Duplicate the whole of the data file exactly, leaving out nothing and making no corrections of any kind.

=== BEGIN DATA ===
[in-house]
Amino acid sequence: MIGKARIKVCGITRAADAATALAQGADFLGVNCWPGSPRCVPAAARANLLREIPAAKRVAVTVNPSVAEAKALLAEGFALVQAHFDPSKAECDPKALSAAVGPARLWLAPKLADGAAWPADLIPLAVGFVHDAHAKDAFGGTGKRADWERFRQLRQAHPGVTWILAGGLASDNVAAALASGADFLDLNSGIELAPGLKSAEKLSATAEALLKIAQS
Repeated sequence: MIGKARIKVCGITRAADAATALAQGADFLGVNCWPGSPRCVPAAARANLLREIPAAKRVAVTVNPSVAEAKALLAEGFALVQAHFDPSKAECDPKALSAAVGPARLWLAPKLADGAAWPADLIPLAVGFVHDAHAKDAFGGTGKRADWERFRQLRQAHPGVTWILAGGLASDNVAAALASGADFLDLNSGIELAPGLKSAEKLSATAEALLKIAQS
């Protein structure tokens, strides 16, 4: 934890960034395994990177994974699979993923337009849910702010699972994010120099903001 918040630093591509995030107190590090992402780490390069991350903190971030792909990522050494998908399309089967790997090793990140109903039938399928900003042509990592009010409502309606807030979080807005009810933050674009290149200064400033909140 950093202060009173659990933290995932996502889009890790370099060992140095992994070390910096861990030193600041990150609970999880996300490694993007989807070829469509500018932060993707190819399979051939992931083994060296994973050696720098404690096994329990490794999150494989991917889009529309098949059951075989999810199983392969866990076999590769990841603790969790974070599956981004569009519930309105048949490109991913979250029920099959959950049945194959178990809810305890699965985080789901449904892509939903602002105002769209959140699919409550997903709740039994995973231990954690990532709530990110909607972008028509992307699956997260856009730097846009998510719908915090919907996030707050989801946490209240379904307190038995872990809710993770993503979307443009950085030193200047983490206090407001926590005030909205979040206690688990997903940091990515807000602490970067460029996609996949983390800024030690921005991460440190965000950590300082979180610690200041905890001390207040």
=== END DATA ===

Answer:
[in-house]
Amino acid sequence: MIGKARIKVCGITRAADAATALAQGADFLGVNCWPGSPRCVPAAARANLLREIPAAKRVAVTVNPSVAEAKALLAEGFALVQAHFDPSKAECDPKALSAAVGPARLWLAPKLADGAAWPADLIPLAVGFVHDAHAKDAFGGTGKRADWERFRQLRQAHPGVTWILAGGLASDNVAAALASGADFLDLNSGIELAPGLKSAEKLSATAEALLKIAQS
Repeated sequence: MIGKARIKVCGITRAADAATALAQGADFLGVNCWPGSPRCVPAAARANLLREIPAAKRVAVTVNPSVAEAKALLAEGFALVQAHFDPSKAECDPKALSAAVGPARLWLAPKLADGAAWPADLIPLAVGFVHDAHAKDAFGGTGKRADWERFRQLRQAHPGVTWILAGGLASDNVAAALASGADFLDLNSGIELAPGLKSAEKLSATAEALLKIAQS
């Protein structure tokens, strides 16, 4: 934890960034395994990177994974699979993923337009849910702010699972994010120099903001 918040630093591509995030107190590090992402780490390069991350903190971030792909990522050494998908399309089967790997090793990140109903039938399928900003042509990592009010409502309606807030979080807005009810933050674009290149200064400033909140 950093202060009173659990933290995932996502889009890790370099060992140095992994070390910096861990030193600041990150609970999880996300490694993007989807070829469509500018932060993707190819399979051939992931083994060296994973050696720098404690096994329990490794999150494989991917889009529309098949059951075989999810199983392969866990076999590769990841603790969790974070599956981004569009519930309105048949490109991913979250029920099959959950049945194959178990809810305890699965985080789901449904892509939903602002105002769209959140699919409550997903709740039994995973231990954690990532709530990110909607972008028509992307699956997260856009730097846009998510719908915090919907996030707050989801946490209240379904307190038995872990809710993770993503979307443009950085030193200047983490206090407001926590005030909205979040206690688990997903940091990515807000602490970067460029996609996949983390800024030690921005991460440190965000950590300082979180610690200041905890001390207040």